Is your career developing the way you would like it to? Is it time to pick up the pace? Learn a new skill? Or even change jobs or career direction?

James Caan, a LinkedIn Contributor and serial entrepreneur, explores these questions in his article, How To Take Control Of Your Career And Learn To Move On. In his article he offers some good rules of thumb such as evaluating your progress every 6 months and looking to be advancing your position every two to three years.

But what exactly are you evaluating? How do you know if you are on the right career path? How do you even know what career path to be on? While it is easy to say you should evaluate your progress, most of us struggle to know what path we want to be on, what we need to do to get where we want to be and what good progress actually is.

What Mr. Caan is talking about is evaluating your progress against your Career Strategic Plan. If you don’t have a Career Strategic Plan it is difficult to say whether you are hitting your goals or not. In fact it becomes very easy to just let your career go with the flow and end up nowhere in particular. I call this having a career by accident. If you are not intentional in your career direction and path you cannot determine if you are on the right path or the wrong path. If you are achieving the success you want or not.

Career Strategic Planning

A Career Strategic Plan is a good place to start. A strategic plan is used by business to set direction and priorities to ensure that all stakeholders (owners, employees, etc.) are effectively working toward the same goals. A strategic is detailed enough to provide discipline in a world full of distractions yet is flexible enough to adapt to a changing environment. A solid strategic plan includes where a company is going, how it will get there and the metrics to know if it was successful. And since your career is a business, just like any other, you too can apply these principles to your career.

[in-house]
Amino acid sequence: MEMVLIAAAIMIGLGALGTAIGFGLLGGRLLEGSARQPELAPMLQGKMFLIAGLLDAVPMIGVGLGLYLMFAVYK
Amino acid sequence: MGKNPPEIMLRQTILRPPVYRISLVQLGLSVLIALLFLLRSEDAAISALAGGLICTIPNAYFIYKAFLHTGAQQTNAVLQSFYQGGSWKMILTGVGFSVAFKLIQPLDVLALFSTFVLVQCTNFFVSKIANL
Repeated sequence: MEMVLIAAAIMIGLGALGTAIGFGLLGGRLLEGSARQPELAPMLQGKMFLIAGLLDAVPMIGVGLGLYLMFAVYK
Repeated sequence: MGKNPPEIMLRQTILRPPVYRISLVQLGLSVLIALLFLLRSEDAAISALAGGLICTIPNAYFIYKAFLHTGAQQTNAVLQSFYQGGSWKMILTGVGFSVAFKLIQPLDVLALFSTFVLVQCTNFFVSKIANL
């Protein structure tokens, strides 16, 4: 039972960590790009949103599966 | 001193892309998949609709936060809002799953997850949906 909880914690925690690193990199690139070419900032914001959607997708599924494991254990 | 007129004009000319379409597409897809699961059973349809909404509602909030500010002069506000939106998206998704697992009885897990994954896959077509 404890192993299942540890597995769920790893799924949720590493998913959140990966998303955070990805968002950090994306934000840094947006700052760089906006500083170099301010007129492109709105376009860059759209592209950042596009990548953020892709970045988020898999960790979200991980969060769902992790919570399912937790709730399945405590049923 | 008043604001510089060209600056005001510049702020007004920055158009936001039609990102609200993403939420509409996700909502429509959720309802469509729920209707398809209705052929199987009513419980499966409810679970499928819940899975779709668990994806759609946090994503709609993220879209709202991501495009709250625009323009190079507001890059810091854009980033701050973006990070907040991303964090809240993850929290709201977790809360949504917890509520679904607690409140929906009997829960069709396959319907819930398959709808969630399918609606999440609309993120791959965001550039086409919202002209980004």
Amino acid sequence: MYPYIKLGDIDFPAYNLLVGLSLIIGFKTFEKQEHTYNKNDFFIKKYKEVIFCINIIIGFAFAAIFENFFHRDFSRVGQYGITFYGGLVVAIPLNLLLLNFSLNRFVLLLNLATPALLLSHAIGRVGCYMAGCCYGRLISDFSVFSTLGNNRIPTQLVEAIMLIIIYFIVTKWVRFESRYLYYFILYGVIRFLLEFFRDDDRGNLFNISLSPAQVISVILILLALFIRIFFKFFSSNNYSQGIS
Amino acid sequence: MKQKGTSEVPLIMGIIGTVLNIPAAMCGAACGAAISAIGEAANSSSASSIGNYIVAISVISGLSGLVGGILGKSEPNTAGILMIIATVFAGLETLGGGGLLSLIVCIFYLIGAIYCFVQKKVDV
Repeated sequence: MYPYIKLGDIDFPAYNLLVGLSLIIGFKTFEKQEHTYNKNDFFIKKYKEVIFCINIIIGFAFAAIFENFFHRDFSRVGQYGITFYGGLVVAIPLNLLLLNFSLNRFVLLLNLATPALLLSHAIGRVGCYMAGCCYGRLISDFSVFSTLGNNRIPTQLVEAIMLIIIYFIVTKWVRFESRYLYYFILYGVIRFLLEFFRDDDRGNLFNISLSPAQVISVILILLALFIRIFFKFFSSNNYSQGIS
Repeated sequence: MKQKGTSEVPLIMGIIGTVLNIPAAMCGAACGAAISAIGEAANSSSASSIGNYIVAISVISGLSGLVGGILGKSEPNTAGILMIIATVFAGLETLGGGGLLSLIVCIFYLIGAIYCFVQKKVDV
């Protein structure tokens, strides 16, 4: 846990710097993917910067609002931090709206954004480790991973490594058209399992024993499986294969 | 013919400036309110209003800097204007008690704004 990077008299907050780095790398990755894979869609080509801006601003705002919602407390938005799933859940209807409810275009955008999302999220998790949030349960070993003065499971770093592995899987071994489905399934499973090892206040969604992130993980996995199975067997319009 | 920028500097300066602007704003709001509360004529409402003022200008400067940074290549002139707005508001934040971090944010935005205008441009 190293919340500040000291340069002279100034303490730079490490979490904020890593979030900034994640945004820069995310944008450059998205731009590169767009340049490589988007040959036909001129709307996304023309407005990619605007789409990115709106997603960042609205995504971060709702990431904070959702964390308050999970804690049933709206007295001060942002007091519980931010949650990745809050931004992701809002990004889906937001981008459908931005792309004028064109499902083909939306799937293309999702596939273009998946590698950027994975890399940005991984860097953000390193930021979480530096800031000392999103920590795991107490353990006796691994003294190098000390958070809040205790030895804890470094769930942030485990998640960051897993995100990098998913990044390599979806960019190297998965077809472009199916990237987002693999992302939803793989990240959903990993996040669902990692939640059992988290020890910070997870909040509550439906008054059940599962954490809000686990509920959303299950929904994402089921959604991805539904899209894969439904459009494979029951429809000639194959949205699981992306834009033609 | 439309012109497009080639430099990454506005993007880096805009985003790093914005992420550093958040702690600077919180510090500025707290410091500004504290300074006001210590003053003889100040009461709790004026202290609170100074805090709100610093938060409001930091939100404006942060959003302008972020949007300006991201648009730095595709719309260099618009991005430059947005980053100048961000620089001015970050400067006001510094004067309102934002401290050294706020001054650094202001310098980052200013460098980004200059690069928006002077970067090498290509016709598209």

Now that you know you need a strategic plan, what do you need to do? While definitions may vary, here are the common elements of a strategic plan:

  • Values Statement
  • Vision, Mission and Purpose Statements
  • Long term objectives
  • Short term objectives
  • Strengths, Weaknesses, Opportunities and Threats
  • Unique promise of value/Branding/competitive advantage
  • Competitive advantage: Your competitive advantage includes what you’re best at compared to the competition.
  • Key performance indices/metrics
  • Financial assessment of the business

One of the greatest benefits of creating a written career strategic plan is that you gain great clarity. Even if you just write a few short sentences for each topic, you will gain a greater understanding of where you are and where you want to go. The strategic planning process works well for billion dollar companies and it will work well for the Business of You.